Contrary to what the junta has tried to claim, that all detainees have been very well treated while in custody, a student activist said he was threatened with enforced disappearance and being killed. The story also shows how the media saved him from detention.
Tuesday is the sixth anniversary of the arrest of Da Torpedo. She is currently serving a 15-year sentence for three alleged violations of the lèse majesté law. During the past 6 years, she has experienced consistent obstacles in accessing justice.
Contrary to what the junta has tried to claim, that all detainees were treated very well while in their custody, other than being deprived of their freedom, the first account of degrading treatment of anti-coup protesters by the military has been revealed.
Under the junta, media and the Internet are censored. Eating sandwich and reading 1984 in public are forbidden. While expressing disapproval to the coup is very difficult, a media campaign was created to present another side of truth of live under the coup called "Resurgent Truth."
Enforced disappearance has happened again and again in Thailand. The number of victims may be over 3,000. Still, no one has ever been held to account for these crimes. This story explores how the practice has become systematic and part of the 'culture' of the land of smiles.
The involvement of a controversial monk Buddha Issara as an anti-government protest leader sparks fierce debate on the function of Buddhism in this turbulent country.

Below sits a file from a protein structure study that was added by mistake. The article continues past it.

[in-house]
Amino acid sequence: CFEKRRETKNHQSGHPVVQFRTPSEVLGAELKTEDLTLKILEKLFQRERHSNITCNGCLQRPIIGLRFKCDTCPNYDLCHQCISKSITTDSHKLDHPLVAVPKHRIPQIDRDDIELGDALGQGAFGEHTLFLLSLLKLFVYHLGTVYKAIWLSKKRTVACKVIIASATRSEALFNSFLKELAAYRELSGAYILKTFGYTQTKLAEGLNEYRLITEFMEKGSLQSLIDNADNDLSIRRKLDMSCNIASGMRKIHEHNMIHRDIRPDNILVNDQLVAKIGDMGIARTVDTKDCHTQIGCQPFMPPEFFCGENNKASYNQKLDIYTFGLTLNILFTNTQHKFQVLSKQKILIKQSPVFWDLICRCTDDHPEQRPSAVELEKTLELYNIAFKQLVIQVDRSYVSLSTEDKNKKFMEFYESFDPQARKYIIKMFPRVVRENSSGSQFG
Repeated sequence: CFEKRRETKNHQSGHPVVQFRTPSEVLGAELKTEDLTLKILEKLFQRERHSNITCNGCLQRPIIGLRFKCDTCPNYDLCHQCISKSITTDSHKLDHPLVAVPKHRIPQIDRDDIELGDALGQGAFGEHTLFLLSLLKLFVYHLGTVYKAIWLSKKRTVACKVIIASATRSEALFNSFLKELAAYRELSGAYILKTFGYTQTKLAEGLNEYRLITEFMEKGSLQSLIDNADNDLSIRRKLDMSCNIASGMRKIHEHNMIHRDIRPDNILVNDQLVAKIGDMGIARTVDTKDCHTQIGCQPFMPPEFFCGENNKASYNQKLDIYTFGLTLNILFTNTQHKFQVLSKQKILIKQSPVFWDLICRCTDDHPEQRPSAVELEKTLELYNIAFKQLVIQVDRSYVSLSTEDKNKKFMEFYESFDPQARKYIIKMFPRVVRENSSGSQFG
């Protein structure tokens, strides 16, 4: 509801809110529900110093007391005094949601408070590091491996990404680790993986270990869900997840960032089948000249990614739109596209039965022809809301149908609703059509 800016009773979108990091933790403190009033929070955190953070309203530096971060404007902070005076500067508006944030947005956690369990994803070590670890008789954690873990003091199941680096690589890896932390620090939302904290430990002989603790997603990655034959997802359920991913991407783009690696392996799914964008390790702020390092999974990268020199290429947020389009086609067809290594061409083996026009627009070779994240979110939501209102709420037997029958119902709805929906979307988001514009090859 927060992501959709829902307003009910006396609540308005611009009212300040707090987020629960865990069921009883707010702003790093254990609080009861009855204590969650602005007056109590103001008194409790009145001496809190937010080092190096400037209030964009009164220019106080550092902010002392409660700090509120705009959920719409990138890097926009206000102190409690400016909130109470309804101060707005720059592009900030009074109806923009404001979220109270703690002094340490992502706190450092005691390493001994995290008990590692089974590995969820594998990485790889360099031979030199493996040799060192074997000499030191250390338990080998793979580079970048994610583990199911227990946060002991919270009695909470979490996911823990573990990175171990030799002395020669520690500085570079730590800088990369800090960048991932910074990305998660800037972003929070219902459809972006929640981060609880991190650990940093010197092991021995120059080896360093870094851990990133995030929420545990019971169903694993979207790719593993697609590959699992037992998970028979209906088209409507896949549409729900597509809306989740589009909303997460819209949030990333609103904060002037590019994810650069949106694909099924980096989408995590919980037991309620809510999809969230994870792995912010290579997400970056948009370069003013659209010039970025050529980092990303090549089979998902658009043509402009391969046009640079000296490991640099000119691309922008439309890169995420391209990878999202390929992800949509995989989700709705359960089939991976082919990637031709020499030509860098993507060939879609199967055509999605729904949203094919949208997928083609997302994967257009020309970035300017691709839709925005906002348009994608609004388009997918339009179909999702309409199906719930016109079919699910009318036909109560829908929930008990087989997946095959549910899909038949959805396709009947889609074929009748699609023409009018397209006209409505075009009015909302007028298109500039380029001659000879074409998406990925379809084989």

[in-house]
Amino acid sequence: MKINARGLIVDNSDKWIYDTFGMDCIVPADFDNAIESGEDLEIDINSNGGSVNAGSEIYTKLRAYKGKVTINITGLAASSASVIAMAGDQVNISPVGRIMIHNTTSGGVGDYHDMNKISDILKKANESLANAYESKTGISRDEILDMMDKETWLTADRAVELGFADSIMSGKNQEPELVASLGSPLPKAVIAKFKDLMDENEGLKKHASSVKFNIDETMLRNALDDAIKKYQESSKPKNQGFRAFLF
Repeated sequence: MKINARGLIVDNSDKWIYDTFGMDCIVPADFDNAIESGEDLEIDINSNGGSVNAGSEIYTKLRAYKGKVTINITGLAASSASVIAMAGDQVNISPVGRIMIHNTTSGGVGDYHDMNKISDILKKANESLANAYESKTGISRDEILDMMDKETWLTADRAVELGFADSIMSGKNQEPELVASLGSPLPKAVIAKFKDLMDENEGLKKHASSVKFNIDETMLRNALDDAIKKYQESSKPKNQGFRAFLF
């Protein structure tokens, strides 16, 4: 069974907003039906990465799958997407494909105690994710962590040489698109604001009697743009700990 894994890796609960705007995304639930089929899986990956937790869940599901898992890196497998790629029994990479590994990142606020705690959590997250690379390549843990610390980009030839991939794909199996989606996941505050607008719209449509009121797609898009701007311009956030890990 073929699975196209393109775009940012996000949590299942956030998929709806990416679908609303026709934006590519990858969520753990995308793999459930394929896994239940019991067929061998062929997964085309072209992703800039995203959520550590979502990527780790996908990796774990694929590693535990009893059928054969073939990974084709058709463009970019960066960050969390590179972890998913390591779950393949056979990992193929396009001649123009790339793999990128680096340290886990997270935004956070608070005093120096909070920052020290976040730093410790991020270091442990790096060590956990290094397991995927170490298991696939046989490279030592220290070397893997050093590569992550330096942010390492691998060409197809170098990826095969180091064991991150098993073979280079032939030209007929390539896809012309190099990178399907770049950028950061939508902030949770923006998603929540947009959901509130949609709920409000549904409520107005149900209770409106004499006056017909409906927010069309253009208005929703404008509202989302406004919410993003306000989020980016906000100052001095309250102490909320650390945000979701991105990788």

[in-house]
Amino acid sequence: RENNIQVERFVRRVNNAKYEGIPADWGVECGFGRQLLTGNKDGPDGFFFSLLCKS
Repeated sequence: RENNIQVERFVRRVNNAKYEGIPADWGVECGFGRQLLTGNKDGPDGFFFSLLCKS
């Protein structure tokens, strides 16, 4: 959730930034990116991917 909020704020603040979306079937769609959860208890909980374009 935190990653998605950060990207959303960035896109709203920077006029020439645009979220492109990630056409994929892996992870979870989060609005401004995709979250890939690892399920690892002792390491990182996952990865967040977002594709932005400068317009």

How well do you understand the red shirts? Why have most Isan people become red-shirt supporters? Academics from Thammasat and Chulalongkorn universities have tried to explain the emergence of the red shirts and the current political conflict.
In many countries, an expression of political will through voting, is seen as fulfilling civic duties, but here in Thailand, voters who fought obstructions and risk their safety to cast the ballots last Sunday were given different labels: “traitors”, “buffalos” and “the uneducated.”
Witch-hunts or cases of political cyber-bullying, linked to the intense polarization of Thai society, are used intensively to curtail criticism on sensitive issues, especially the monarchy and are closely linked to the lèse majesté law. This article explores online and offline political bullying, dating back to 2010.
Music is a powerful tool in political movements and revolutions. What if there was music which aims to push the envelope of the unutterable issue of the monarchy in Thai society under the lèse majesté law? Faiyen is an emerging pop band which transforms Thais’ private conversations about the monarchy into funny and catchy songs that people can sing and dance along to.